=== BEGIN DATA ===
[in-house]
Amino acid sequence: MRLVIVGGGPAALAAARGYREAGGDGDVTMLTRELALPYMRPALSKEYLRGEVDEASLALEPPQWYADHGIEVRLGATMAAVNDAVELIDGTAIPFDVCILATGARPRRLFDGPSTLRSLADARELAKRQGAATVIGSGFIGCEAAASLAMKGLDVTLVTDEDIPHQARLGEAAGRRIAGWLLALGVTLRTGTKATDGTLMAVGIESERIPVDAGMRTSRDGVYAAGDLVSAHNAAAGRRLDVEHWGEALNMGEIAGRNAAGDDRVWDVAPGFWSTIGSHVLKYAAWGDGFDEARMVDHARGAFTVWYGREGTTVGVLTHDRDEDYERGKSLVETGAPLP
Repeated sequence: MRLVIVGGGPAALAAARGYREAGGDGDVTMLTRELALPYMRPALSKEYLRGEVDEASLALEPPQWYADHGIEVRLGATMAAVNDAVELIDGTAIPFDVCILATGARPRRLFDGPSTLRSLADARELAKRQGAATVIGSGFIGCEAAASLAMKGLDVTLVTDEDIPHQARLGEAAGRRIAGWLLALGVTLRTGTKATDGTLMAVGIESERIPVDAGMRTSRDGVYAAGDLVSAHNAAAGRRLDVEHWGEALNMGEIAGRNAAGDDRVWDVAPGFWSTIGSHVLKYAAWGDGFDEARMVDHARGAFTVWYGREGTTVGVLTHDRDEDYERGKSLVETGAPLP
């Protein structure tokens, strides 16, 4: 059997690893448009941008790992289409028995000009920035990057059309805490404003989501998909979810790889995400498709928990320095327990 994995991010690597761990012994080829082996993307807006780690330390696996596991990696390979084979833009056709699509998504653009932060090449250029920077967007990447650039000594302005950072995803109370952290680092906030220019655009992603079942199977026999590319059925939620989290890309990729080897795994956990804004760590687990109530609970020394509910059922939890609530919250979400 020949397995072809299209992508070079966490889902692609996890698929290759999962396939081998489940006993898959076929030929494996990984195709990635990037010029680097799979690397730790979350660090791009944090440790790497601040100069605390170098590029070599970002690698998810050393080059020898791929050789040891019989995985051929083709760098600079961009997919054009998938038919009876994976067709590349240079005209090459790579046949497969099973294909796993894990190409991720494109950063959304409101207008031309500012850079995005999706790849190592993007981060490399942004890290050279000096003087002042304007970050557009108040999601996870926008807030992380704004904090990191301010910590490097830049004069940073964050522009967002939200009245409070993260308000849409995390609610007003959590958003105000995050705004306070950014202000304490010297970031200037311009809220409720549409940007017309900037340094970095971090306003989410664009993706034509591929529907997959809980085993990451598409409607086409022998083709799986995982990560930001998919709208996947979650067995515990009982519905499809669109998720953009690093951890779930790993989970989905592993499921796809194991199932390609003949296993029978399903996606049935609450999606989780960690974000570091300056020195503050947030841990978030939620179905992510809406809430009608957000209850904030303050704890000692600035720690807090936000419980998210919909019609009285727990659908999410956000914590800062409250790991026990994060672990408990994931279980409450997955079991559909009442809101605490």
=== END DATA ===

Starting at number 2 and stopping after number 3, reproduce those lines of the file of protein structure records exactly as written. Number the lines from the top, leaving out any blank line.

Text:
Amino acid sequence: MRLVIVGGGPAALAAARGYREAGGDGDVTMLTRELALPYMRPALSKEYLRGEVDEASLALEPPQWYADHGIEVRLGATMAAVNDAVELIDGTAIPFDVCILATGARPRRLFDGPSTLRSLADARELAKRQGAATVIGSGFIGCEAAASLAMKGLDVTLVTDEDIPHQARLGEAAGRRIAGWLLALGVTLRTGTKATDGTLMAVGIESERIPVDAGMRTSRDGVYAAGDLVSAHNAAAGRRLDVEHWGEALNMGEIAGRNAAGDDRVWDVAPGFWSTIGSHVLKYAAWGDGFDEARMVDHARGAFTVWYGREGTTVGVLTHDRDEDYERGKSLVETGAPLP
Repeated sequence: MRLVIVGGGPAALAAARGYREAGGDGDVTMLTRELALPYMRPALSKEYLRGEVDEASLALEPPQWYADHGIEVRLGATMAAVNDAVELIDGTAIPFDVCILATGARPRRLFDGPSTLRSLADARELAKRQGAATVIGSGFIGCEAAASLAMKGLDVTLVTDEDIPHQARLGEAAGRRIAGWLLALGVTLRTGTKATDGTLMAVGIESERIPVDAGMRTSRDGVYAAGDLVSAHNAAAGRRLDVEHWGEALNMGEIAGRNAAGDDRVWDVAPGFWSTIGSHVLKYAAWGDGFDEARMVDHARGAFTVWYGREGTTVGVLTHDRDEDYERGKSLVETGAPLP